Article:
Paris, France. December 14, 2015 – A Congressional delegation attended COP21 in Paris as part of the FSM delegation, which joined 195 other Parties to the United Nations Framework Convention on Climate Change (UNFCCC) to approve the first universally applicable agreement to reduce greenhouse gas emissions (GHGs): the Paris Agreement. On December 12, 2015 at 7:30 PM, the President of COP21 announced that the Paris Agreement was adopted by consensus of the Parties at COP21. The announcement provoked prolonged acclamation.
“This is a happy ending to a very arduous process, and a good day for the small island states” said Senator Isaac Figir of the FSM State of Yap who was part of the delegation. Senator Figir has been mentioned to chair the newly formed Special Committee on Climate Change of the FSM Congress.
The Agreement calls for holding the increase in global average temperature to “well below” 2 degrees Celsius above pre-industrial levels and to “pursue efforts to limit” that increase to 1.5 degrees Celsius above pre-industrial levels. The latter long-term temperature goal was favored by small island developing States, which are threatened by a host of climate change impacts–including sea level rise, coral bleaching, and storms of historic intensities–that will likely worsen in a world that has already warmed by 1 degree Celsius above pre-industrial levels.
In order to achieve its long-term temperature goal, the Agreement moves beyond the bifurcated approach in the Kyoto Protocol to the UNFCCC and establishes a common and durable global framework for mitigating greenhouse gas emissions (GHGs).
Specifically, the Agreement creates a system for submitting nationally determined contributions (NDCs), as well as for reviewing and updating them at regular intervals. NDCs are voluntary targets to reduce GHGs that all Parties to the Agreement must submit. NDCs represent a bottom-up approach to the mitigation of GHGs, in contrast to previous efforts in the Kyoto Protocol that created a global GHG budget and required developed country Parties to reduce their GHGs in accordance with that budget. Also in contrast to previous efforts, the Agreement’s legally binding requirement for submitting mitigation targets is applicable to all Parties to the Agreement, developing as well as developed country Parties.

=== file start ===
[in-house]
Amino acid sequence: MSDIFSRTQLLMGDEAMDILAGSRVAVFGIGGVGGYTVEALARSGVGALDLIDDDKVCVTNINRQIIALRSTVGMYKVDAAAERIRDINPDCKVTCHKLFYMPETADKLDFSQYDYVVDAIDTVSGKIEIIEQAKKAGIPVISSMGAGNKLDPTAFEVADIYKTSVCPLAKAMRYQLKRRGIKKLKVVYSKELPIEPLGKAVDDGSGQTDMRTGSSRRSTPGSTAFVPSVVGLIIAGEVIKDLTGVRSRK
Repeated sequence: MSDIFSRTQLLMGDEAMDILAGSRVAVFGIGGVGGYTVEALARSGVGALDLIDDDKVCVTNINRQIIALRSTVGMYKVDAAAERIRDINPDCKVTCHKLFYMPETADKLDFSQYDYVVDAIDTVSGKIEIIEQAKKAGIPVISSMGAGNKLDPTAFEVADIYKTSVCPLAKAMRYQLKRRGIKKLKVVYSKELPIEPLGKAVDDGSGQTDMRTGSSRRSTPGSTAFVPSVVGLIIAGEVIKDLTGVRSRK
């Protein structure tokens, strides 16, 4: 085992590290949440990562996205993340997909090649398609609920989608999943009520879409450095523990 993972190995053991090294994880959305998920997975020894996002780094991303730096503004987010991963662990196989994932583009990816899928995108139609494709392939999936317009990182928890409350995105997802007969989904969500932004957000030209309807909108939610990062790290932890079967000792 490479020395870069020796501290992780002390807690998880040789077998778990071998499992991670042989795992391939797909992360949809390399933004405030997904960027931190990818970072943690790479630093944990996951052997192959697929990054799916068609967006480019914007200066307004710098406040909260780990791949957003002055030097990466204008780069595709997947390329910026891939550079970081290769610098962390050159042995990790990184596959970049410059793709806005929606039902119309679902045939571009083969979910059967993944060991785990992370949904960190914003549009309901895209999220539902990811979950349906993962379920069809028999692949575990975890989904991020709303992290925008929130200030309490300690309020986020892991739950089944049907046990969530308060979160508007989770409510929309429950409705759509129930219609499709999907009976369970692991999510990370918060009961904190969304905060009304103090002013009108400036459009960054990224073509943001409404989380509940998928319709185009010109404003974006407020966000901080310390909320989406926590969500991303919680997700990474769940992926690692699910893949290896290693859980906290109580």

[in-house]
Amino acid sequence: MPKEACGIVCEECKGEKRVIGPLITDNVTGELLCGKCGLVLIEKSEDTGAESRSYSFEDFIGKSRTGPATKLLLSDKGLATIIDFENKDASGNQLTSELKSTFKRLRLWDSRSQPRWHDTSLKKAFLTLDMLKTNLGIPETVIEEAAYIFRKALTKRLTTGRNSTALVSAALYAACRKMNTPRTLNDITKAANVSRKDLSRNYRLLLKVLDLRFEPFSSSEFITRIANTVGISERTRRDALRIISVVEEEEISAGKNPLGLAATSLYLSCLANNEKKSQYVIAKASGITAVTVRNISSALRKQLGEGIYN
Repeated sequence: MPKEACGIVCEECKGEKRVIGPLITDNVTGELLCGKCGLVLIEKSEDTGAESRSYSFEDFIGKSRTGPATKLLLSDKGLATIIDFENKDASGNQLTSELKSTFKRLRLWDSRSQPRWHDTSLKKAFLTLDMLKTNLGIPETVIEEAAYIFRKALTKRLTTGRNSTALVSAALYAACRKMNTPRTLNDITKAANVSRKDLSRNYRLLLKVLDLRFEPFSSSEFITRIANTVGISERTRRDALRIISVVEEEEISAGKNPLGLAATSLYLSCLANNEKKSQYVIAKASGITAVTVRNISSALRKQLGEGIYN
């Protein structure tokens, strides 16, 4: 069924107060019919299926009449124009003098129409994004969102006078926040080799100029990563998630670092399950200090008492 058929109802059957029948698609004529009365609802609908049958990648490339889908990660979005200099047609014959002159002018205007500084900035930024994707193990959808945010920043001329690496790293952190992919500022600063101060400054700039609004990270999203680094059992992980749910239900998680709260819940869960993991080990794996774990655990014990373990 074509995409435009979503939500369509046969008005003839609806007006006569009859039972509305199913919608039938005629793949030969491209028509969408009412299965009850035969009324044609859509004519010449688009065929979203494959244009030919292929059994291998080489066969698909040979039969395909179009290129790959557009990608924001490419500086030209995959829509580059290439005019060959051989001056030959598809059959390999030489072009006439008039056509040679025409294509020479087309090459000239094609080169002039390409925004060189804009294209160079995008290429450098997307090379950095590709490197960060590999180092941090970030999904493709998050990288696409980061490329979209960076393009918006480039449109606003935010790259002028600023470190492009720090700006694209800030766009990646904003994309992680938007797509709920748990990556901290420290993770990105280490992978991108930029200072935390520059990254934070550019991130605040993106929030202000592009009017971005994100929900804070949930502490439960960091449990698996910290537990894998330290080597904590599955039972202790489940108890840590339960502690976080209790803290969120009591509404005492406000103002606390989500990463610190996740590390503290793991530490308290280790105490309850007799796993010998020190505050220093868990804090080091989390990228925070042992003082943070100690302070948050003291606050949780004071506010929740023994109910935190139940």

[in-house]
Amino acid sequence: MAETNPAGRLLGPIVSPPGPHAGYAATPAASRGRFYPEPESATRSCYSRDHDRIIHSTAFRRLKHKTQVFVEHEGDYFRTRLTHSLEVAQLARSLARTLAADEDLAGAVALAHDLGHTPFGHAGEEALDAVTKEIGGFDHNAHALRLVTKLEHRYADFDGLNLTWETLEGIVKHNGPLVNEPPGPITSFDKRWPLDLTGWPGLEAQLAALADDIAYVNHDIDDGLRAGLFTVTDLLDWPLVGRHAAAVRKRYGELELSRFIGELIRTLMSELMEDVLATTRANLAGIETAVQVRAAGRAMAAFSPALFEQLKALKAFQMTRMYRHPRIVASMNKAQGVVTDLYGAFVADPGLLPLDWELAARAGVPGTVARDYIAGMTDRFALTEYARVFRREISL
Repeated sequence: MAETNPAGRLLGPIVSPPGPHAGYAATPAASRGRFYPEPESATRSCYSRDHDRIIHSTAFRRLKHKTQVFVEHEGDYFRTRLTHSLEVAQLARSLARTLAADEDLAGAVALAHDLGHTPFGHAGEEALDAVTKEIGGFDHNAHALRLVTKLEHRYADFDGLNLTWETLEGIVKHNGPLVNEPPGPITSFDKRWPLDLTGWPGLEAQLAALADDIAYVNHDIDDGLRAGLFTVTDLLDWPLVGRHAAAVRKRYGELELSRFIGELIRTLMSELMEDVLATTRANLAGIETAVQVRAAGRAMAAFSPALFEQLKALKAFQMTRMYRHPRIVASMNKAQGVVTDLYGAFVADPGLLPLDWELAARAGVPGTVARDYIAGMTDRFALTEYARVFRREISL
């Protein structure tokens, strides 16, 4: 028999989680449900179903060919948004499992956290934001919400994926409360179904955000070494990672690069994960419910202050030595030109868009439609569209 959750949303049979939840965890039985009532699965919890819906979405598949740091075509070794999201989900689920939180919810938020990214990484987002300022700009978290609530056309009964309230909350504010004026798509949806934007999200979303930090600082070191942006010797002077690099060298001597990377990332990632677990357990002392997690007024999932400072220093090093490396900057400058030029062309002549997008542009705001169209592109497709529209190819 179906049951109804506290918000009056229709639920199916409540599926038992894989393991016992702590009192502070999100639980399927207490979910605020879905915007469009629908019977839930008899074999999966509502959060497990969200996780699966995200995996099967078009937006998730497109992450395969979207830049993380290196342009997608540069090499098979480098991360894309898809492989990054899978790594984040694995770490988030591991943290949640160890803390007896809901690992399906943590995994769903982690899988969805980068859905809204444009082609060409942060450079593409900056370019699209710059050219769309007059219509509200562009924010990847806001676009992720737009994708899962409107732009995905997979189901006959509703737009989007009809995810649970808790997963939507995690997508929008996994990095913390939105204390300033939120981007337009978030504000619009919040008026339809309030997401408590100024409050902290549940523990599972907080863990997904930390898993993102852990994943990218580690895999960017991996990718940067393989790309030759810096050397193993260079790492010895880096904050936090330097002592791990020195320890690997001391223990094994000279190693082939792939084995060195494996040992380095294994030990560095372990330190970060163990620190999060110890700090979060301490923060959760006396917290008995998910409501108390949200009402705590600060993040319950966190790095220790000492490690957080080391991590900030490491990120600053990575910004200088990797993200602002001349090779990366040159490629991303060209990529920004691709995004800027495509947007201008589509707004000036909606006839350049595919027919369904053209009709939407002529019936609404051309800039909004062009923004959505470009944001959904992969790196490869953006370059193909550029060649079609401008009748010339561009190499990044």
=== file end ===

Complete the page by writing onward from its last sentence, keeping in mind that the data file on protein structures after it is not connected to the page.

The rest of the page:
In accordance with this new framework, the FSM has pledged to reduce by 2025 at least 28% of its GHGs, based on their level in 2000. Commenting on the FSM’s pledge, Speaker Wesley Simina, who hails from the FSM State of Chuuk, said: “We will step up to the challenge.”
The Agreement also encourages robust financial assistance from developed country Parties to developing country Parties in support of their efforts to mitigate their GHGs, adapt to climate change impacts, and comply with reporting requirements regarding their implementation of their NDCs. A decision adopted by COP21 in connection with the Paris Agreement reaffirms the commitment of developed country Parties to raise at least $100 billion in climate finance by 2020.
In addition, the Agreement formally anchors the Warsaw International Mechanism for Loss and Damage associated with Climate Change Impacts (WIM), which was created in COP19 by decision after years of advocacy by Small Island Developing States. Loss and damage is a term that refers to the harms from climate change that cannot be prevented by mitigation or addressed by adaptation. The Agreement calls on Parties to work through the WIM in a cooperative and facilitative manner to address loss and damage in a variety of ways.
A copy of the Paris Agreement (as well as a COP21 decision adopting and implementing the Paris Agreement) can be downloaded at: http://unfccc.int/resource/docs/2015/cop21/eng/l09r01.pdf
The Congress delegation was headed by Speaker Wesley Simina and comprised of Senator Isaac Figir and Senator Esmond Moses. Legislative Counsel Lam Dang and consultant Clement Yow Mulalap staffed the delegation. Senator Moses is slated to become the Vice Chair of the new Special Committee on Climate Change of the FSM Congress.
Earlier in the week the delegation attended parliamentarians meetings organized by the Inter-parliamentary Union (IPU) at the French National Assembly and Senate. The assembled parliamentarians called for immediate action to ratify and implement the climate agreement.
Throughout the week of negotiation, the Congress delegation monitored closely the negotiation and offered political advice to the negotiating team.
President Christian added the Congress delegation to the official COP21 FSM Delegation.